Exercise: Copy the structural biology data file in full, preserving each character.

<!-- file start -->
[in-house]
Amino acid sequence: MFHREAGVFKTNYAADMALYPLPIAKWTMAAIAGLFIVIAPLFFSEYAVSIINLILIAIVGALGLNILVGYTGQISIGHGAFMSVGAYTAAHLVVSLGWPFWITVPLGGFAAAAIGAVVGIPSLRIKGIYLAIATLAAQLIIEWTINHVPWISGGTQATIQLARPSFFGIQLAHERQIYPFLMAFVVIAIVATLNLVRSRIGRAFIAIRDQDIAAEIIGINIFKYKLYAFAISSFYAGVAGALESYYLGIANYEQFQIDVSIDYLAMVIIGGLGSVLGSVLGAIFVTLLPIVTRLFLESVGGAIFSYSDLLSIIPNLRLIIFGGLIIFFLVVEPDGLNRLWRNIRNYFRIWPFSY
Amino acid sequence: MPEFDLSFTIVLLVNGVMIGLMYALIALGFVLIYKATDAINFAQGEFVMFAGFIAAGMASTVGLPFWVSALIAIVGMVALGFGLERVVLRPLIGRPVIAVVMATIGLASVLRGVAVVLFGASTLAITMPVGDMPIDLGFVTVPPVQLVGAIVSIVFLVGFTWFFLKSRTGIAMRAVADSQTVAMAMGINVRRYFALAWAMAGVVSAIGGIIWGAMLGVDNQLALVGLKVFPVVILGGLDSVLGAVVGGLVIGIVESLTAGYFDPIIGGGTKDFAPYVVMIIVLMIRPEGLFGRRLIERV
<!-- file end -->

[in-house]
Amino acid sequence: MFHREAGVFKTNYAADMALYPLPIAKWTMAAIAGLFIVIAPLFFSEYAVSIINLILIAIVGALGLNILVGYTGQISIGHGAFMSVGAYTAAHLVVSLGWPFWITVPLGGFAAAAIGAVVGIPSLRIKGIYLAIATLAAQLIIEWTINHVPWISGGTQATIQLARPSFFGIQLAHERQIYPFLMAFVVIAIVATLNLVRSRIGRAFIAIRDQDIAAEIIGINIFKYKLYAFAISSFYAGVAGALESYYLGIANYEQFQIDVSIDYLAMVIIGGLGSVLGSVLGAIFVTLLPIVTRLFLESVGGAIFSYSDLLSIIPNLRLIIFGGLIIFFLVVEPDGLNRLWRNIRNYFRIWPFSY
Amino acid sequence: MPEFDLSFTIVLLVNGVMIGLMYALIALGFVLIYKATDAINFAQGEFVMFAGFIAAGMASTVGLPFWVSALIAIVGMVALGFGLERVVLRPLIGRPVIAVVMATIGLASVLRGVAVVLFGASTLAITMPVGDMPIDLGFVTVPPVQLVGAIVSIVFLVGFTWFFLKSRTGIAMRAVADSQTVAMAMGINVRRYFALAWAMAGVVSAIGGIIWGAMLGVDNQLALVGLKVFPVVILGGLDSVLGAVVGGLVIGIVESLTAGYFDPIIGGGTKDFAPYVVMIIVLMIRPEGLFGRRLIERV